What’s life like as a Bridging the Digital Gap trainee?

Jim Costin Bridging the Gap archivist

Jim Costin

Greetings and salutations. I’m Jim and I’m a trainee digital archivist. ‘What’s that?’ I hear people ask a lot when I tell them what I do. In simple terms, I look after digital records and ensure they are preserved for both now and the future. Which is a lot more complicated than it sounds. I’ll get into that later, though.

I’m based at the Borthwick Institute for Archives at the University of York, as part of the ‘Bridging the Digital Gap‘ programme run by The National Archives.

I’m not from what you might call a typical archivist’s background, if I’m honest. I listen to extreme metal and come from a family of engineers and musicians. So, how on earth did archives and history enter the equation?

Well, that’s due to my sister. She’s an historian and is currently working towards finishing her PhD on the Pals Brigades in the First World War. She talked about visiting The National Archives several times, and I was dissatisfied working in a call centre for an energy company, so I applied for the scheme. I wasn’t expecting to hear anything, as I was quite left-field, but I then got an email – followed by an interview and phone call.

Fast forward to a few months later: here I am, sitting in an office without worrying if I sold enough boilers this week to hit my targets. Instead I’m doing something which I’ve found I love. Funny how life takes you places you never thought you’d end up.

So this is an archive

Prior to applying for this job, and even arriving for the interview, I had never been in an archive. I didn’t even know what one did beyond storing records and making them available for people to access. That has all changed now. Now I understand not only what they do, but also how important they are for preserving both past and future records. Digitally speaking, we have a digital archive, which I’ve been keeping tabs on.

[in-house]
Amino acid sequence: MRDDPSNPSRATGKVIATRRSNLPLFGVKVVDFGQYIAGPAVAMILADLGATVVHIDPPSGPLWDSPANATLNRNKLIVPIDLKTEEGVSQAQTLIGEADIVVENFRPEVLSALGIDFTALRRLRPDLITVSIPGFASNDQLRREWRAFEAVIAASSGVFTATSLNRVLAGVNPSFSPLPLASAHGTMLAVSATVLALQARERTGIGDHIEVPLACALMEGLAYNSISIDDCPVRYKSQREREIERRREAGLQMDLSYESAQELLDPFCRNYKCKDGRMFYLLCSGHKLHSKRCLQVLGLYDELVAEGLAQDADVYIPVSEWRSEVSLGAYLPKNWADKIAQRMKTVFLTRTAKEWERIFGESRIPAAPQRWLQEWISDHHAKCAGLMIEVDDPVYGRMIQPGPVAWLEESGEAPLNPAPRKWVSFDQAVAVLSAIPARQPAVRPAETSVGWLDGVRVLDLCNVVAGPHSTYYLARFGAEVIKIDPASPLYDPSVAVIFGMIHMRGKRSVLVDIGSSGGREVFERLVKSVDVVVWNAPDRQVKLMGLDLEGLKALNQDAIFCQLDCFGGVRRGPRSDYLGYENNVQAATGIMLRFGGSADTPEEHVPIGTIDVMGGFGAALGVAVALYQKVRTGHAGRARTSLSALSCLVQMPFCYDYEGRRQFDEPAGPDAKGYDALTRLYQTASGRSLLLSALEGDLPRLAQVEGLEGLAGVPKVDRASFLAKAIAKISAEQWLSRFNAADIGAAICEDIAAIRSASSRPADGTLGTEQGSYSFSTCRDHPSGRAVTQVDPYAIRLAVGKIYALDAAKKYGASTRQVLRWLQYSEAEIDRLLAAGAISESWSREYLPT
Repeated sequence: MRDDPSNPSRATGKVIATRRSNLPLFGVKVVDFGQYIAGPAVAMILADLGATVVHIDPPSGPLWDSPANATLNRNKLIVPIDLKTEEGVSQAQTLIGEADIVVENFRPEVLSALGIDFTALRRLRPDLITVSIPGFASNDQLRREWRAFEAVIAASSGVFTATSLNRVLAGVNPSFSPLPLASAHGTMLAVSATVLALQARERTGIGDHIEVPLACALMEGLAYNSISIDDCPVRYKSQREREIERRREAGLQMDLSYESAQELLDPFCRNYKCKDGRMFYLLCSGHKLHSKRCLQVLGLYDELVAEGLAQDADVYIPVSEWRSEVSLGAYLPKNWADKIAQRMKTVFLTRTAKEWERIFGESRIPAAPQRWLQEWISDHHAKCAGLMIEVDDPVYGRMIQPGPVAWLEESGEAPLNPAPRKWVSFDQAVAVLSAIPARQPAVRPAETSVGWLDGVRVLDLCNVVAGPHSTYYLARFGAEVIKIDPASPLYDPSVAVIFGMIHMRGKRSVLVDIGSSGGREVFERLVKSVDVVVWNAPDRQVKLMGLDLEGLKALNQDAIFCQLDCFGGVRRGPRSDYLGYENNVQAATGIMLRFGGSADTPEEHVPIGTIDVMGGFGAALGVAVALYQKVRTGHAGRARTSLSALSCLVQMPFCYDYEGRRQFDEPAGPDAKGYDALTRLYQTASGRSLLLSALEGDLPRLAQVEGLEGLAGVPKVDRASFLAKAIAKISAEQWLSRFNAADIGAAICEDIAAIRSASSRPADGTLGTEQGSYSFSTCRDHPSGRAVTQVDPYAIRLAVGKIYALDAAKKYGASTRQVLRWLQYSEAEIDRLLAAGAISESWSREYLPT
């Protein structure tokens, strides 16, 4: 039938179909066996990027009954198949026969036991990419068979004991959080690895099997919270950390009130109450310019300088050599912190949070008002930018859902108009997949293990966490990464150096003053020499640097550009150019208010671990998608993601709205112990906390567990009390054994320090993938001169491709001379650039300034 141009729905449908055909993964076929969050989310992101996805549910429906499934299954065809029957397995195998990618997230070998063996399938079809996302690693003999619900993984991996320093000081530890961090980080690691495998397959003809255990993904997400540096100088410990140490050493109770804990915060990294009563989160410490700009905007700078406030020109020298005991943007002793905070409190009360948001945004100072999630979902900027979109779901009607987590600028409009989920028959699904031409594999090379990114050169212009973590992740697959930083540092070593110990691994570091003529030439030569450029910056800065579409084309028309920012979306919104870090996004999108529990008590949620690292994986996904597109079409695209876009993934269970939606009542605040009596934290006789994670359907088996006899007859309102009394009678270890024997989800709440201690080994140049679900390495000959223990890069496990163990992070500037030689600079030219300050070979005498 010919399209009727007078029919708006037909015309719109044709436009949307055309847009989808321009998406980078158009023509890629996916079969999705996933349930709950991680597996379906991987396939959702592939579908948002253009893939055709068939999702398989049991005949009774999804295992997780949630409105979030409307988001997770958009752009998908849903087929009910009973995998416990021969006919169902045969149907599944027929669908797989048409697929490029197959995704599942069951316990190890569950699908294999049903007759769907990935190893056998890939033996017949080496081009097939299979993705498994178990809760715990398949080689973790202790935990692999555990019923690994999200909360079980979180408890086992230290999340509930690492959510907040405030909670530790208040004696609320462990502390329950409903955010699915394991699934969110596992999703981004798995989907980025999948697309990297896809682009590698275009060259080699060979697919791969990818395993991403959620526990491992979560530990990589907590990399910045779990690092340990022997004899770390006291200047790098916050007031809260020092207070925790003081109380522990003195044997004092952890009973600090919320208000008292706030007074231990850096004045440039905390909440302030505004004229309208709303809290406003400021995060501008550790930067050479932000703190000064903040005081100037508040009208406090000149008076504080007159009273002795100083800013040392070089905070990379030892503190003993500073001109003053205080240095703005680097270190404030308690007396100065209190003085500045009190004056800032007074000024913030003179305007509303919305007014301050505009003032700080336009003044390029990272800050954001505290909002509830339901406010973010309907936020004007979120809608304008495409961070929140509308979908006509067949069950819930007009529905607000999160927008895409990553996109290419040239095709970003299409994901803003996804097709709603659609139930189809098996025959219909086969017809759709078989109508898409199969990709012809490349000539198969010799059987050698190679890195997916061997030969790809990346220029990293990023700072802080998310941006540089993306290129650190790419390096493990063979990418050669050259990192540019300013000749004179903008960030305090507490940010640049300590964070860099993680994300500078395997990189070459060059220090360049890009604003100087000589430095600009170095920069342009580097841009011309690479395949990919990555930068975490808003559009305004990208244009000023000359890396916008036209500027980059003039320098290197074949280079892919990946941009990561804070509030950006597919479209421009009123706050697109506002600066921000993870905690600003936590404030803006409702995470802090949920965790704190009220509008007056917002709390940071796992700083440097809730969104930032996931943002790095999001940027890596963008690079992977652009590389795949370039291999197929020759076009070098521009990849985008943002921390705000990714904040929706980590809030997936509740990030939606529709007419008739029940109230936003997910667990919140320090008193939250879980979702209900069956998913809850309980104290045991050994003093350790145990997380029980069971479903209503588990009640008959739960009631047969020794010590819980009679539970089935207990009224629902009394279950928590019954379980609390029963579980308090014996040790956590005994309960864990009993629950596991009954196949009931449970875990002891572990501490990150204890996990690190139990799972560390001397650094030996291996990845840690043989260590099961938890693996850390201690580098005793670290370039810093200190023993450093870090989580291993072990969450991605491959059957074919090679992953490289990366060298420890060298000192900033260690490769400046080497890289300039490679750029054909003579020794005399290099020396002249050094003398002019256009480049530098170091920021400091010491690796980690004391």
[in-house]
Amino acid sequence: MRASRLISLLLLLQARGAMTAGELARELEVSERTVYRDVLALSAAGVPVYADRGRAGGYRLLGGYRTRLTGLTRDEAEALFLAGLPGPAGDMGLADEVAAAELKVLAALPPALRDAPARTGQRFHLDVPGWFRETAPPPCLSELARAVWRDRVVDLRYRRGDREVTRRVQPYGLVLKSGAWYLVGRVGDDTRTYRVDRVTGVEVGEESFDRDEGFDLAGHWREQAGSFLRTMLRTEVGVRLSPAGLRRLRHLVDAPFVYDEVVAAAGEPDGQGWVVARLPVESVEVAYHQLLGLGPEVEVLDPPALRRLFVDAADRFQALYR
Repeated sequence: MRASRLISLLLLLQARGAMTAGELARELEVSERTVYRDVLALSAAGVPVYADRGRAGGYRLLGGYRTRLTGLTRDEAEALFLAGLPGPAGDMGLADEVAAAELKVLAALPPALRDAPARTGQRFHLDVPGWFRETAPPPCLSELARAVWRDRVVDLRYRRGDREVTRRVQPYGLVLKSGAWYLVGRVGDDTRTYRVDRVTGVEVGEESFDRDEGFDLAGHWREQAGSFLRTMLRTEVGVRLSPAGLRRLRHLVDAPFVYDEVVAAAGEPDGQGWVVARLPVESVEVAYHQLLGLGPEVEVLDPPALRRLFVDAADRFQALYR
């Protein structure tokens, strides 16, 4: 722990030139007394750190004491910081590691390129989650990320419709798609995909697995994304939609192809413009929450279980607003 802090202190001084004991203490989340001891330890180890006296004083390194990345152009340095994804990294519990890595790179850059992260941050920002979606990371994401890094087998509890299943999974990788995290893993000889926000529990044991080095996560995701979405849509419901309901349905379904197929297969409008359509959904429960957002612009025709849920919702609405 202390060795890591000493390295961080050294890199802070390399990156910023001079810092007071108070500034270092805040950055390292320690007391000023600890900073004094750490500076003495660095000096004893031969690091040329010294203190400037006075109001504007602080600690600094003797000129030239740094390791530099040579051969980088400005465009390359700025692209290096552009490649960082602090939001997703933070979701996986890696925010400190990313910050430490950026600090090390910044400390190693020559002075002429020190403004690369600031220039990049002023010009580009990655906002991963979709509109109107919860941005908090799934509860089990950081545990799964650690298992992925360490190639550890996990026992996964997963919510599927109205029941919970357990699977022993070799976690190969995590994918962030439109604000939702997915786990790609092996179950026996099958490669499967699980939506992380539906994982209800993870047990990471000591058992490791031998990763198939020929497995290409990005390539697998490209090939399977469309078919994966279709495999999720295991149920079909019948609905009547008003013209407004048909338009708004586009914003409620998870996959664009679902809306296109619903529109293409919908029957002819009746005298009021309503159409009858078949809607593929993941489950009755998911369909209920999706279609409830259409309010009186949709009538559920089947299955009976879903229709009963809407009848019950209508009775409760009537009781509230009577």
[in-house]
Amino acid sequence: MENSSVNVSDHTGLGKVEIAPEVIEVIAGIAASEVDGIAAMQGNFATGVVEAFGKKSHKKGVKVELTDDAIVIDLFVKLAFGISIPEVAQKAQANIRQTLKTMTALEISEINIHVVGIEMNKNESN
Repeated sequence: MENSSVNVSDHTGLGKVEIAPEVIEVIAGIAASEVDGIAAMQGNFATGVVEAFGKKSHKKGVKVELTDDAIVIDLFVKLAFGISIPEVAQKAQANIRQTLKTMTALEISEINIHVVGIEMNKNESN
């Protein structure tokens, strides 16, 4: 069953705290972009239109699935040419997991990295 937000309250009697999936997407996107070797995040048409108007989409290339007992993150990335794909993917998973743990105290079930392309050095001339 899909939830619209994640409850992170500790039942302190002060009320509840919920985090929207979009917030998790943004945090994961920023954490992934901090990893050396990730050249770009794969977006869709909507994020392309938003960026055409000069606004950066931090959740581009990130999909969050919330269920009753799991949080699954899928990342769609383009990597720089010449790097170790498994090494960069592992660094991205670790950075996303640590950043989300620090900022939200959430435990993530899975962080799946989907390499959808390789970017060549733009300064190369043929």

The main challenges I faced in the first few weeks were related mostly to getting my head around the referencing used in catalogues, and some of the writing styles used in older texts. I still struggle to read some of the squiggles and lines, particularly if they’re in Latin as well. With time though, I believe I’ll be able to make sense of it all.

Working out where items are in the strongrooms is another minor challenge I’ve faced as I get more familiar with our archives. Things keep moving though, so it can be tough to keep up with it!

An archival strongroom

An archival strongroom

Training

The main scope of Bridging the Digital Gap is to bring people from non-traditional backgrounds into the archives sector, and I think they’ve done that with the group I’m part of. There are eight of us based at archives in London, Norfolk, Hull, and York (where I am). We all met one another at the first initial training session, which we’re referring to as ‘basecamp’.

What was clear to me as we introduced ourselves to one another is just how diverse our backgrounds are. We all had some kind of technical ability with digital equipment; however, everyone had developed it doing different things. Michael (East Anglian Film Archive) and Jack (Hull History Centre) both come from a film and media production background, while Issy (UCL) has worked in museums. Despite our different backgrounds, we all got along really well, and I look forward to catching up with everyone at our next group training day.

On one of our basecamp days, we got to have a tour of the repositories and also see behind-the-scenes of some the projects currently going on there. One of the most interesting projects was the 3D printing of seals for documents, where the seals have become too damaged due to age and poor conditions prior to moving to a secure repository.

So what do I actually do?

So far, I’ve been working on maintaining the digital archive that currently exists at the Borthwick Institute and ensuring that nothing nefarious happens to it.

More recently, I’ve been working through some Richard Orton and Trevor Wishart audio archives, digitising the cassette tapes and working out what is on some of the un-named tapes. Being from an audio background, it’s been really good fun to work with the audio digitisation equipment and also to listen to some tapes that have content from several years ago. Working out what year they are from can sometimes be challenging though!

I’ve also been digitising case books and helping with the reprographics orders. The latter involves finding and making copies of probate records, wills and other items such as marriage bonds from the microfilms or, in some cases, the originals. As I mentioned earlier, some of the early probate registers have rather difficult handwriting to read, and being in Latin makes the task of finding the names all the more challenging.